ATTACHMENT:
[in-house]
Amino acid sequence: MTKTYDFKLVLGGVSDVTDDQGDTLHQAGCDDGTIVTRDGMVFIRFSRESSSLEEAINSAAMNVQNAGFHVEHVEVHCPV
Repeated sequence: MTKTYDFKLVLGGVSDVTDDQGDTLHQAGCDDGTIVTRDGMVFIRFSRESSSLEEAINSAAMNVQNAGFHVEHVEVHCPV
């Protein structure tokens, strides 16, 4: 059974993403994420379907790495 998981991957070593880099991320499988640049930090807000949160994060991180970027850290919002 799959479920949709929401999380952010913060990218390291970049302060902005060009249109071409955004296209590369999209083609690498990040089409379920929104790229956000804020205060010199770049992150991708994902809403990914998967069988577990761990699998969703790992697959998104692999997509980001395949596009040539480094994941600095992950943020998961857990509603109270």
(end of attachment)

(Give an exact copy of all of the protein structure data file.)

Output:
[in-house]
Amino acid sequence: MTKTYDFKLVLGGVSDVTDDQGDTLHQAGCDDGTIVTRDGMVFIRFSRESSSLEEAINSAAMNVQNAGFHVEHVEVHCPV
Repeated sequence: MTKTYDFKLVLGGVSDVTDDQGDTLHQAGCDDGTIVTRDGMVFIRFSRESSSLEEAINSAAMNVQNAGFHVEHVEVHCPV
């Protein structure tokens, strides 16, 4: 059974993403994420379907790495 998981991957070593880099991320499988640049930090807000949160994060991180970027850290919002 799959479920949709929401999380952010913060990218390291970049302060902005060009249109071409955004296209590369999209083609690498990040089409379920929104790229956000804020205060010199770049992150991708994902809403990914998967069988577990761990699998969703790992697959998104692999997509980001395949596009040539480094994941600095992950943020998961857990509603109270």